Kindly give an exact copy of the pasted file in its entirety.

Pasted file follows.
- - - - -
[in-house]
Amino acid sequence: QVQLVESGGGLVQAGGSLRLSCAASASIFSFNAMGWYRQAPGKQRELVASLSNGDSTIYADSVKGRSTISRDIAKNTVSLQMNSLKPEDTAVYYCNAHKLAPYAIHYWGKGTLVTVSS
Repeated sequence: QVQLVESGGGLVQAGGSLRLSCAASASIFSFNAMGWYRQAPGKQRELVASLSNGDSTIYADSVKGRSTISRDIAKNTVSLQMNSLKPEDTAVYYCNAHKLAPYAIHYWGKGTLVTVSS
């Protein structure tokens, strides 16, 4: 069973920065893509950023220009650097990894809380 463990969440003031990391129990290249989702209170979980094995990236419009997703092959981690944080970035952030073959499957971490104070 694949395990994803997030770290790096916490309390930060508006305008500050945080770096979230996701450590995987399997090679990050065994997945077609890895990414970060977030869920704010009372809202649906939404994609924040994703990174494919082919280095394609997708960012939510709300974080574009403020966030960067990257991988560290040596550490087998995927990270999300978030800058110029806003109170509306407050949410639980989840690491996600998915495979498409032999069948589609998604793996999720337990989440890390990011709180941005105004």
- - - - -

[in-house]
Amino acid sequence: QVQLVESGGGLVQAGGSLRLSCAASASIFSFNAMGWYRQAPGKQRELVASLSNGDSTIYADSVKGRSTISRDIAKNTVSLQMNSLKPEDTAVYYCNAHKLAPYAIHYWGKGTLVTVSS
Repeated sequence: QVQLVESGGGLVQAGGSLRLSCAASASIFSFNAMGWYRQAPGKQRELVASLSNGDSTIYADSVKGRSTISRDIAKNTVSLQMNSLKPEDTAVYYCNAHKLAPYAIHYWGKGTLVTVSS
């Protein structure tokens, strides 16, 4: 069973920065893509950023220009650097990894809380 463990969440003031990391129990290249989702209170979980094995990236419009997703092959981690944080970035952030073959499957971490104070 694949395990994803997030770290790096916490309390930060508006305008500050945080770096979230996701450590995987399997090679990050065994997945077609890895990414970060977030869920704010009372809202649906939404994609924040994703990174494919082919280095394609997708960012939510709300974080574009403020966030960067990257991988560290040596550490087998995927990270999300978030800058110029806003109170509306407050949410639980989840690491996600998915495979498409032999069948589609998604793996999720337990989440890390990011709180941005105004």